Twisted glass bracelet, 300-500 AD

Twisted glass bracelet, 300-500 AD
Dating:300 AD–500 AD
Origin:Mediterranean Basin, Eastern Mediterranean
Material:Glass (all types)
Physical:6.5cm. (2.5 in.) - 15 g. (.5 oz.)

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  Originally crafted from translucent dark purple glass, and now enhanced by the iridescence brought about by aging, this bracelet was probably made in the Eastern Mediterranean basin in the fourth or fifth century AD.

“Twisted bracelets are unlikely to have appeared before the 4th century CE. The monochrome twisted pieces remained popular throughout most periods and at most places, but may have been especially common in Syria and Asia Minor” (Spaer 2001:194).

Israel Museum #77.12.758

Glass Iridescence
The iridescent effect that so often enhances immeasurably the beauty of ancient glass was not planned by ancient glass artisans. Instead, it is the combined result of weathering processes and the properties of light. The rainbow effect you commonly experience in daily life, such as on soap bubbles or drops of oil spread on water, stem from the same action: light bouncing on a extremely thin transparent film.

When a glass bottle is new, there is no such thin film. The wall of the bottle is homogenous. But “as glass is exposed to water in its burial environment, some of its [chemical] components can be dissolved by the water and carried away (leached out). This generates a thin surface layer of glass that has a different composition that the undegraded bulk of glass. Often, there is a think layer of air between the corroded surface and the bulk” (Bezúr 1999).

When ordinary white light strikes the bottle, some of the rays bounce off the top surface of the thin film, and some go through the thin film and then bounce off the glass-air interface between the thin film and the underlying glass. When the rays coming back from the bottom of the thin film reemerge into open air, they combine with those that simply bounced off the surface. But since they have been delayed by their additional travel, their waves are no longer in phase (in synch). When these two streams of out-of-phase white light combine, some of the wavelengths cancel out (and therefore those colors disappear), and other wavelengths are reinforced (and therefore those colors become very intense), thus turning white light into vivid random colors.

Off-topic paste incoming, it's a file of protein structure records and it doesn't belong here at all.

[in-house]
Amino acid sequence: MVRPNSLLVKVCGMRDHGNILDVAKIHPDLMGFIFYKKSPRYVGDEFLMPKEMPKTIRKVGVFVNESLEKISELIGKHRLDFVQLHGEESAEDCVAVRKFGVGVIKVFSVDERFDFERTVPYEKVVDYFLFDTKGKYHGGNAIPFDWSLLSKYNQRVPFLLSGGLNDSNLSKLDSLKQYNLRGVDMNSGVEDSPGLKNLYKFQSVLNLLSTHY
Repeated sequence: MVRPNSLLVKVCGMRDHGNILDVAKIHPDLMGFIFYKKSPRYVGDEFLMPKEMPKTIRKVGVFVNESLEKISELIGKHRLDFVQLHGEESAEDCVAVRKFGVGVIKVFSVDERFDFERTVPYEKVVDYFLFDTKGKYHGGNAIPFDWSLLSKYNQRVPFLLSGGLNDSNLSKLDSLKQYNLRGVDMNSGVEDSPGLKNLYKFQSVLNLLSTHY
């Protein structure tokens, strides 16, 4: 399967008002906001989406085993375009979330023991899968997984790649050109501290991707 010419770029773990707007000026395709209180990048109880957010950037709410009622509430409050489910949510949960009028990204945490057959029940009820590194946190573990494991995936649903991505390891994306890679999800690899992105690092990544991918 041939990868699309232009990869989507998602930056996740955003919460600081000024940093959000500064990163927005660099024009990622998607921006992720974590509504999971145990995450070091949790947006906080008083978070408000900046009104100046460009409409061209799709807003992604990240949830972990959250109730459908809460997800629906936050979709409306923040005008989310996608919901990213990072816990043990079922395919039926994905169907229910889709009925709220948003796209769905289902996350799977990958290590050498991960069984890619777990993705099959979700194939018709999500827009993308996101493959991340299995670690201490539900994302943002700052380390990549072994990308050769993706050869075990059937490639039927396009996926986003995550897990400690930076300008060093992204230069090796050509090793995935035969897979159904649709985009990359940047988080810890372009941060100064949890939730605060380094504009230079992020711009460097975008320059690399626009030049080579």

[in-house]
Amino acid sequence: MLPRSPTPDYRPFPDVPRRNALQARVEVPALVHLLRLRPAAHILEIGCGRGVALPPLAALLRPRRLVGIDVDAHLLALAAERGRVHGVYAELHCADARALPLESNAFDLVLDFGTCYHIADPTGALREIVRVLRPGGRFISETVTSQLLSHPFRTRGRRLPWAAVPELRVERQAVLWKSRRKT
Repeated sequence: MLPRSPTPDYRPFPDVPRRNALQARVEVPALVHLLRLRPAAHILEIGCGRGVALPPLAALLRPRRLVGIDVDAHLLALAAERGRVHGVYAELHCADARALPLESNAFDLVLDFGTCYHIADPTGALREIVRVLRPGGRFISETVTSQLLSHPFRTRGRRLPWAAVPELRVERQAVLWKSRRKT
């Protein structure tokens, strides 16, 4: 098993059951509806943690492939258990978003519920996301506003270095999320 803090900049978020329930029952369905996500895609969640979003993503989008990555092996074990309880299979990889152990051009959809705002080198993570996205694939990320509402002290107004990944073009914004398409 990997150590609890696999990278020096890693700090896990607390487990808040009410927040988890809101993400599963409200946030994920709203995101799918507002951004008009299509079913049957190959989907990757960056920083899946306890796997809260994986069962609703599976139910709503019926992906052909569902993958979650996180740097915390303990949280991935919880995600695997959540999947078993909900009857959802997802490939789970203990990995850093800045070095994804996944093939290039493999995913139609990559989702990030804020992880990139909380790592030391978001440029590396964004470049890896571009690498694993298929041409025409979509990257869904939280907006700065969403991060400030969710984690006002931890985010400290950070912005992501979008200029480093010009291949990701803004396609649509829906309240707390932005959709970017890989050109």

Glass artists of the late 19th Century, such as Louis Comfort Tiffany, admired the iridescence of Roman glass, and devised ways to produce it deliberately by placing the glass piece while still very hot in an oven filled with vapors (tin and iron chlorides) that would alter the surface and create a thin film of different composition, yielding an iridescent effect that did not require a thousand years to develop.

A more thorough technical discussion of the phenomenon by Aniko Bezúr of the University of Arizona Department of Materials Science and Engineering is available from

Bibliography (for this item)

Spaer, Maud
2001 Ancient glass in the Israel Museum: beads and other small objects. The Israel Museum, Jerusalem. (194)

Bibliography (on Glass Iridescence)

Bezur, Aniko
1999 Online Notes on Iridescence ( University of Arizona, Department of Materials Science and Engineering, Tucson, AZ.

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